I'm 95% done with installation
of my home-made watermaker
. It runs off 12V power and should produce 6.5 gal/hr. Today I tested all my connections for leaks
, ran the boost pump, turned on the pressure pump and pressurized the system to 800 psi. The only leak was a missing o-ring in one of the filter housings... found it on the floor. The next step is to install the membrane in the pressure vessel, but since membranes have a shelf life, I'm waiting till fall to purchase
If you are considering making your own, here are some of my observations:
The cost is much less. I will have slightly over $1,900 invested after buying
I used readily available components that are not sole source items and are reasonably priced; e.g., membrane $164, pressure vessel $215, 3 filter housings with filters and mounting bracket $49, etc.
I'm now an expert on my own watermaker
since I know what makes it tick.
I did a custom installation
of all the components and the Admiral is happy that I didn't fill up one of her storage
lockers. For example, I mounted the charcoal filter housing under the head
sink where it took up very little useable storage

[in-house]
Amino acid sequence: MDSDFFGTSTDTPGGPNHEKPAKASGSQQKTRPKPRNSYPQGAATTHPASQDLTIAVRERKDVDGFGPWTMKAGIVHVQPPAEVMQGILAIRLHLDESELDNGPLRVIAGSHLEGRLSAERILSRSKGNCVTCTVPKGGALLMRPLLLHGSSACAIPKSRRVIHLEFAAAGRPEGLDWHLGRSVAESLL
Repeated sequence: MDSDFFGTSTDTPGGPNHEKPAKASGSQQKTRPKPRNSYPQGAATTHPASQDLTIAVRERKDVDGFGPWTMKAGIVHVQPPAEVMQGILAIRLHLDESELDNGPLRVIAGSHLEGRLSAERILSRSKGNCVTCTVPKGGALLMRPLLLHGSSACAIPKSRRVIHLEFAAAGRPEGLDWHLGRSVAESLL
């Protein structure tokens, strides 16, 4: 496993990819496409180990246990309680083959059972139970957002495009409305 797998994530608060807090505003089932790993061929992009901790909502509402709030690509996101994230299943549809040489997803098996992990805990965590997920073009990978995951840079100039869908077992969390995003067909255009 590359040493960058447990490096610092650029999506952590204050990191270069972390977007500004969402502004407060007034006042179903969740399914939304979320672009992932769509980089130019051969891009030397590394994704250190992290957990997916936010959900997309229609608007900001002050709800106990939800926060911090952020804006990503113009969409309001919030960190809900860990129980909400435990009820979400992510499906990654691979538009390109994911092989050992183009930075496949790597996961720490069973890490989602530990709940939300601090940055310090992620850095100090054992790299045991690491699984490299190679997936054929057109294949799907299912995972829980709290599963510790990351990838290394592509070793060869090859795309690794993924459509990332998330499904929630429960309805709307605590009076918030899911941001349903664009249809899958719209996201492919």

The plans I bought were simple and all the major components were easy to find, but fitting them all together and making tons of different plumbing
connections was a challenge. This was a time consuming job, so it's not something to tackle on one weekend. If you don't have lots of time, write a check and git-R-done.
The electric motor
and pressure pump are mated together and are very robust industrial components, but they are not energy efficient. The 1/3 HP electric motor
looks like the starter motor
of a Peterbuilt. The more efficient commercial water
makers with the same output may only draw 8 amps DC while mine will draw about 28 amps. I bought two extra solar panels
for $400 using some of my DIY savings, but I will burn lots of amps making water
. When I make water underway, that will not be a big deal for me. If the sun is out and the wind
is blowing, I can run the system off my solar panels
gen. Would it be nice to burn only 8 amps? Sure enough!
My watermaker isn't a flip the switch and forget it deal. I have to manually turn valves and flip switches. After making water, I have to turn another valve to do a fresh water flush. It's not that complicated, but it is a hands-on operation. I made a checklist so the Admiral and other non-builders can still make it work.
Here are some pics: